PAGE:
VICTORIA is leading the way in the banning of Opera House Yabby nets in a bid to stamp out wildlife deaths.
After a two decade campaign by Victorian Recreation Fisheries (VRF) to see the banning, a buyback scheme has been implemented where old-style net owners can swap them for the new open top netting.
Chairman of VRF Rob Loats said it was a great outcome for native fauna and he encouraged other states to follow suit.
“I once came across a chord and pulled it out and it had dead water rats and dead tortoises in it, it’s a terrible shame because they can’t get out,” he said.
“People had illegally put that in a river where it shouldn't have been, this will hopefully prevent that happening in the future.
“We’re in discussions with New South Wales and we hope within 12 months they will also ban these nets.”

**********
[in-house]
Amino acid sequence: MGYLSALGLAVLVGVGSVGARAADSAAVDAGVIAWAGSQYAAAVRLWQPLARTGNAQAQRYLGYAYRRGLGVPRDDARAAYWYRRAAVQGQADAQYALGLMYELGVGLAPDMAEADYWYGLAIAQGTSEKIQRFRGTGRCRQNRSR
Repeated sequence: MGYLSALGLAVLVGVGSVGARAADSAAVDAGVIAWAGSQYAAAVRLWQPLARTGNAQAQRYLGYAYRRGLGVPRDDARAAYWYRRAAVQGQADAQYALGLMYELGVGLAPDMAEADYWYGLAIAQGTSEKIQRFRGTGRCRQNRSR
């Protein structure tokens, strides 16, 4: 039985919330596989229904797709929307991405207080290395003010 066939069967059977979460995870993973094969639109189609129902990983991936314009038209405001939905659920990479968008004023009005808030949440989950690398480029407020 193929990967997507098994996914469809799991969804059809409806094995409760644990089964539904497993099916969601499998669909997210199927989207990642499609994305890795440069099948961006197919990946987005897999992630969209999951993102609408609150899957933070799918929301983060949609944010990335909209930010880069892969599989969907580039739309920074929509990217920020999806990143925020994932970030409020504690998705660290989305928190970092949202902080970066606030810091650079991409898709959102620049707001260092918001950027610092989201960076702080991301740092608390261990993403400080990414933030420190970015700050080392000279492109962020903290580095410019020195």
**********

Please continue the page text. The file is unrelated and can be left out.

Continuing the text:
Opera House netting is commonly used for private purposes, but sometimes end up in public waterways. They will be made illegal from July 1 next year.
Open-top nets feature a 20cm by 20cm gap at their top, which enables air-breathing animals to escape.
Agriculture minister Jaala Pulford said the state government would fund the buyback scheme.
The Victorian Fisheries Authority is distributing 10,000 open-top nets.
So far 45 fishing stores around the state are signed up to the program.
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